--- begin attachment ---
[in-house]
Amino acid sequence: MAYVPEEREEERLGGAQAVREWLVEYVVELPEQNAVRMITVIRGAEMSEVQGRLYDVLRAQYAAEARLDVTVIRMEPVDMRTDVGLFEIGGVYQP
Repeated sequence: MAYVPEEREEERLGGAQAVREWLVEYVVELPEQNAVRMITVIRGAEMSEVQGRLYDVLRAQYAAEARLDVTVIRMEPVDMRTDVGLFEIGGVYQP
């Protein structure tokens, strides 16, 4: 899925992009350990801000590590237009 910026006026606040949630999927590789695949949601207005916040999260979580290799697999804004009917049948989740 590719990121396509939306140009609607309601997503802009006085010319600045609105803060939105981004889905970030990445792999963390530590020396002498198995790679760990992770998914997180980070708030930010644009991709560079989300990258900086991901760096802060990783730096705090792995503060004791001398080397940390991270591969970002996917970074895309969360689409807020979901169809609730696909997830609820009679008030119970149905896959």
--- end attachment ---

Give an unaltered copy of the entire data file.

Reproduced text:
[in-house]
Amino acid sequence: MAYVPEEREEERLGGAQAVREWLVEYVVELPEQNAVRMITVIRGAEMSEVQGRLYDVLRAQYAAEARLDVTVIRMEPVDMRTDVGLFEIGGVYQP
Repeated sequence: MAYVPEEREEERLGGAQAVREWLVEYVVELPEQNAVRMITVIRGAEMSEVQGRLYDVLRAQYAAEARLDVTVIRMEPVDMRTDVGLFEIGGVYQP
């Protein structure tokens, strides 16, 4: 899925992009350990801000590590237009 910026006026606040949630999927590789695949949601207005916040999260979580290799697999804004009917049948989740 590719990121396509939306140009609607309601997503802009006085010319600045609105803060939105981004889905970030990445792999963390530590020396002498198995790679760990992770998914997180980070708030930010644009991709560079989300990258900086991901760096802060990783730096705090792995503060004791001398080397940390991270591969970002996917970074895309969360689409807020979901169809609730696909997830609820009679008030119970149905896959």